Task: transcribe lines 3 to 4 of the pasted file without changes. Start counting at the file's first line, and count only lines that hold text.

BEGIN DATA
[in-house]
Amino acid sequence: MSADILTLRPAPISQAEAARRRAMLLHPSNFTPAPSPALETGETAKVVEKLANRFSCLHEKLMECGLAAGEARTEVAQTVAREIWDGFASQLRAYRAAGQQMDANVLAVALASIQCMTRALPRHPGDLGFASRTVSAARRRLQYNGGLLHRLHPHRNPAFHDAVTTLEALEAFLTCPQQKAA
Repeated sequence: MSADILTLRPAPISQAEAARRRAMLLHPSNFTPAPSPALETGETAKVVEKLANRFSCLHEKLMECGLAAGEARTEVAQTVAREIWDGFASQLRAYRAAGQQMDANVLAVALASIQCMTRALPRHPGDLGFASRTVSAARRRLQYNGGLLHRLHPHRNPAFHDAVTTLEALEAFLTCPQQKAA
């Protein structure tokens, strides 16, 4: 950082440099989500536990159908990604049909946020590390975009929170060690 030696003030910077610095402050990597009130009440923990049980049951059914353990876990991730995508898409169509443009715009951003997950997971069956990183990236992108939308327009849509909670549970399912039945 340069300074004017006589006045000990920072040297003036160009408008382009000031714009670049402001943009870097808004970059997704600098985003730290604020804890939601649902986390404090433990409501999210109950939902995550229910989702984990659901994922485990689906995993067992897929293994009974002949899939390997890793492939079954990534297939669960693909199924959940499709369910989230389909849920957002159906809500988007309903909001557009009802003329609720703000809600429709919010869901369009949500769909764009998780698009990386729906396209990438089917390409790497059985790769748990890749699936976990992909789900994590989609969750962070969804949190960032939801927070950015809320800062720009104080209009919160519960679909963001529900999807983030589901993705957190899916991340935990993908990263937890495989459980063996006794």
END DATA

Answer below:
Repeated sequence: MSADILTLRPAPISQAEAARRRAMLLHPSNFTPAPSPALETGETAKVVEKLANRFSCLHEKLMECGLAAGEARTEVAQTVAREIWDGFASQLRAYRAAGQQMDANVLAVALASIQCMTRALPRHPGDLGFASRTVSAARRRLQYNGGLLHRLHPHRNPAFHDAVTTLEALEAFLTCPQQKAA
């Protein structure tokens, strides 16, 4: 950082440099989500536990159908990604049909946020590390975009929170060690 030696003030910077610095402050990597009130009440923990049980049951059914353990876990991730995508898409169509443009715009951003997950997971069956990183990236992108939308327009849509909670549970399912039945 340069300074004017006589006045000990920072040297003036160009408008382009000031714009670049402001943009870097808004970059997704600098985003730290604020804890939601649902986390404090433990409501999210109950939902995550229910989702984990659901994922485990689906995993067992897929293994009974002949899939390997890793492939079954990534297939669960693909199924959940499709369910989230389909849920957002159906809500988007309903909001557009009802003329609720703000809600429709919010869901369009949500769909764009998780698009990386729906396209990438089917390409790497059985790769748990890749699936976990992909789900994590989609969750962070969804949190960032939801927070950015809320800062720009104080209009919160519960679909963001529900999807983030589901993705957190899916991340935990993908990263937890495989459980063996006794």